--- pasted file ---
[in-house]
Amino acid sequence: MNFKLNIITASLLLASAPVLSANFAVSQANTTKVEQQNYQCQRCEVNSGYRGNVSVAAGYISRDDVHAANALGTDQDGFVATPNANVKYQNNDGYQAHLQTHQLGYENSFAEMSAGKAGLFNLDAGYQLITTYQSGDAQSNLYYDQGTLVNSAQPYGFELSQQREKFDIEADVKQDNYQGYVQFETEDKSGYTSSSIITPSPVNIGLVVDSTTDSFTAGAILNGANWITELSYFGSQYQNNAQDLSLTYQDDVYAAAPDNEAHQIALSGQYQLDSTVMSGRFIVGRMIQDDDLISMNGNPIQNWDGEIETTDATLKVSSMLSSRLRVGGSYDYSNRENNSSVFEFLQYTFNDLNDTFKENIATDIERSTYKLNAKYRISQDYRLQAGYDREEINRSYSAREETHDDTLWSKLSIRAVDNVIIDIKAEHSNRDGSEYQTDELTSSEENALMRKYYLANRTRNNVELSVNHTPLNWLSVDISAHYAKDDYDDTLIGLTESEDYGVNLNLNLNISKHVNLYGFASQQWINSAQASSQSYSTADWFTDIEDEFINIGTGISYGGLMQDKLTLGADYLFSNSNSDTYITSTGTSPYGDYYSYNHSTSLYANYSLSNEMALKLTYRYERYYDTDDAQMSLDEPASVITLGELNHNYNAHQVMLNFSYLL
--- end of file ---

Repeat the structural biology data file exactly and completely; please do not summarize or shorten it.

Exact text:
[in-house]
Amino acid sequence: MNFKLNIITASLLLASAPVLSANFAVSQANTTKVEQQNYQCQRCEVNSGYRGNVSVAAGYISRDDVHAANALGTDQDGFVATPNANVKYQNNDGYQAHLQTHQLGYENSFAEMSAGKAGLFNLDAGYQLITTYQSGDAQSNLYYDQGTLVNSAQPYGFELSQQREKFDIEADVKQDNYQGYVQFETEDKSGYTSSSIITPSPVNIGLVVDSTTDSFTAGAILNGANWITELSYFGSQYQNNAQDLSLTYQDDVYAAAPDNEAHQIALSGQYQLDSTVMSGRFIVGRMIQDDDLISMNGNPIQNWDGEIETTDATLKVSSMLSSRLRVGGSYDYSNRENNSSVFEFLQYTFNDLNDTFKENIATDIERSTYKLNAKYRISQDYRLQAGYDREEINRSYSAREETHDDTLWSKLSIRAVDNVIIDIKAEHSNRDGSEYQTDELTSSEENALMRKYYLANRTRNNVELSVNHTPLNWLSVDISAHYAKDDYDDTLIGLTESEDYGVNLNLNLNISKHVNLYGFASQQWINSAQASSQSYSTADWFTDIEDEFINIGTGISYGGLMQDKLTLGADYLFSNSNSDTYITSTGTSPYGDYYSYNHSTSLYANYSLSNEMALKLTYRYERYYDTDDAQMSLDEPASVITLGELNHNYNAHQVMLNFSYLL